Mail Coaches

Stagecoach Through Mullaghmore – Early 1800’s

Kathleen Connolly

Bianconi Chapel
©Copyright Control
Charles Bianconi
© Copyright Control
Timetable for Stage Coach
© Moylough Heritage Society

Charles Bianconi

Charles Bianconi was born Carlo Bianconi in Tregolo, Costa Masnaga (Italy) on September 24th 1786, he moved to Ireland in 1802. He served his apprenticeship as a printer. In 1804 and not yet 18 years old, he decided to stay in Ireland and set up his own print business. He moved to Carrick – on – Suir and later to Waterford, before finally establishing himself in Clonmel.

Bianconi had noticed that public transport was not available in Ireland. He had difficulty in transporting his own wares around the country. Having done his research he had a good idea of what type of transport was required and set about establishing it.Charles Bianconi revolutionised public transport in Ireland with the use of horses and carriages. He established a network of routes, which eventually covered most of Ireland. Bianconi’s cars were punctual, cheap and comfortable. He set up a workshop in Clonmel to repair and manufacture bigger cars. Eventually Bianconi built bigger cars drawn by four horses and carrying up to twenty passengers. Carriage making continued in Clonmel up to the 1940’s. At its peak there were 100 cars, 140 stations, 100 drivers and 1,300 horses providing cheap regular transport between the main towns and cities.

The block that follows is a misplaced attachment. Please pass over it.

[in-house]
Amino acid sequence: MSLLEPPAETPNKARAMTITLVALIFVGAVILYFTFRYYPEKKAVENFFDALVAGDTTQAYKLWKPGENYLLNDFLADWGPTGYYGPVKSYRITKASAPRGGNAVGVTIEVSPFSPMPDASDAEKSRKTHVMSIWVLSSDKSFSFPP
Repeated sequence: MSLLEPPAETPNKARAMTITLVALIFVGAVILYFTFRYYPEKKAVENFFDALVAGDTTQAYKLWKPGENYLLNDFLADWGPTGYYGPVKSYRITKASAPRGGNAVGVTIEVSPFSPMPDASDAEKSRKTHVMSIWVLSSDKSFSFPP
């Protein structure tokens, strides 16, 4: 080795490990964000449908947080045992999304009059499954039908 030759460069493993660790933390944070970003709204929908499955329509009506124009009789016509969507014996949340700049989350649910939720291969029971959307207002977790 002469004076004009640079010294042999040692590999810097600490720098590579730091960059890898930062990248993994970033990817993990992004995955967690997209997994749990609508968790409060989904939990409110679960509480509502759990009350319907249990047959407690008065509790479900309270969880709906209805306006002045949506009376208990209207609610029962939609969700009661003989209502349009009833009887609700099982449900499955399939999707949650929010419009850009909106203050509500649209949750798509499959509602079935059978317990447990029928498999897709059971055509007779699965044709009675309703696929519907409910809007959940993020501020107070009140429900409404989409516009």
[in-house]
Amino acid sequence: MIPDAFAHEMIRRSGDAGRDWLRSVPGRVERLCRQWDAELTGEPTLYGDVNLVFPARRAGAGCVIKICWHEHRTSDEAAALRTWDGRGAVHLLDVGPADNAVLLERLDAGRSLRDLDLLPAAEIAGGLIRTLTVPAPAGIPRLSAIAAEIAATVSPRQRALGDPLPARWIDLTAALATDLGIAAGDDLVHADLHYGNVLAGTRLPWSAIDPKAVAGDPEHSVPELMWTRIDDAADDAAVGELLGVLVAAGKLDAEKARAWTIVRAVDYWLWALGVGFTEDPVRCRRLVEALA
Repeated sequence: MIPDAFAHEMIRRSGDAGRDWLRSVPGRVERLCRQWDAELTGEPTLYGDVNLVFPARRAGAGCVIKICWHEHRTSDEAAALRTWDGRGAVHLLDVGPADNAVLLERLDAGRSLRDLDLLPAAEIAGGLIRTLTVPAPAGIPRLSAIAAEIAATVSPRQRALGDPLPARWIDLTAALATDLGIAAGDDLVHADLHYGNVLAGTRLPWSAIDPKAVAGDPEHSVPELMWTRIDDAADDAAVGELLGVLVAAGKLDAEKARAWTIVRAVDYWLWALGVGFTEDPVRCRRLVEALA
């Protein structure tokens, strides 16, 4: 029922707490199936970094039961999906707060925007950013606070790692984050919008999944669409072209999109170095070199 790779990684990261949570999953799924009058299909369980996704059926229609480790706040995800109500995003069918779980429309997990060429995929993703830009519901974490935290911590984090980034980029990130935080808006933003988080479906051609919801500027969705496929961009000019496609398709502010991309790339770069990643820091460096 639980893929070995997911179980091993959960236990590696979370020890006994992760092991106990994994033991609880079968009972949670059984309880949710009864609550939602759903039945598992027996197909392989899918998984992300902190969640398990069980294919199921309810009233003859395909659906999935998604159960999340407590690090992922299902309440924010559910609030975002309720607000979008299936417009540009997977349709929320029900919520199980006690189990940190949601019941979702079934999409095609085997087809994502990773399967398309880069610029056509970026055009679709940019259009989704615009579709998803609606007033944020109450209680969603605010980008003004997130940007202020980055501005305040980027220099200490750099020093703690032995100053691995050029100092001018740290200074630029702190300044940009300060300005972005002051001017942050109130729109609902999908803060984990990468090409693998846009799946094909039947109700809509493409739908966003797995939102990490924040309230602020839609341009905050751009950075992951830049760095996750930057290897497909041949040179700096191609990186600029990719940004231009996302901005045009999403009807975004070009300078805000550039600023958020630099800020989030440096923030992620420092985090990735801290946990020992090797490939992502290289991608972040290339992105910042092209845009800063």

Mail Coaches

In addition to the main routes, there were also “mail coaches” on crossroads. A passenger travelling on one route could get off at certain towns and change on a crossroads route to another town on another route. It was such a crossroads service (between Ballinasloe and Westport) that came thorough Mullaghmore. The coaches had to have a change of horses at stations along the route. One such station was at Kelly’s house (now Hussey’s house) in Mullaghmore. The horses were driven hard between the stations. They were then fed and rested until the next car came along. There was also a station at Glentane which served the Dublin to Galway route. When the railways were introduced to Ireland, Bianconi did not resist them, but adapted his routes to meet changing times, integrating both transport systems.

Bianconi died on 22nd September 1875 at his home Longfield House, Boherlahan, Co. Tipperary. Having donated land for the construction of Boherlahan Church, he wished to be buried on the grounds. He, and his family, are buried in a side chapel, separate from the parish church in Boherlahan, approximately 5 miles from Cashel, Co. Tipperary.


This page was added on 16/02/2015.

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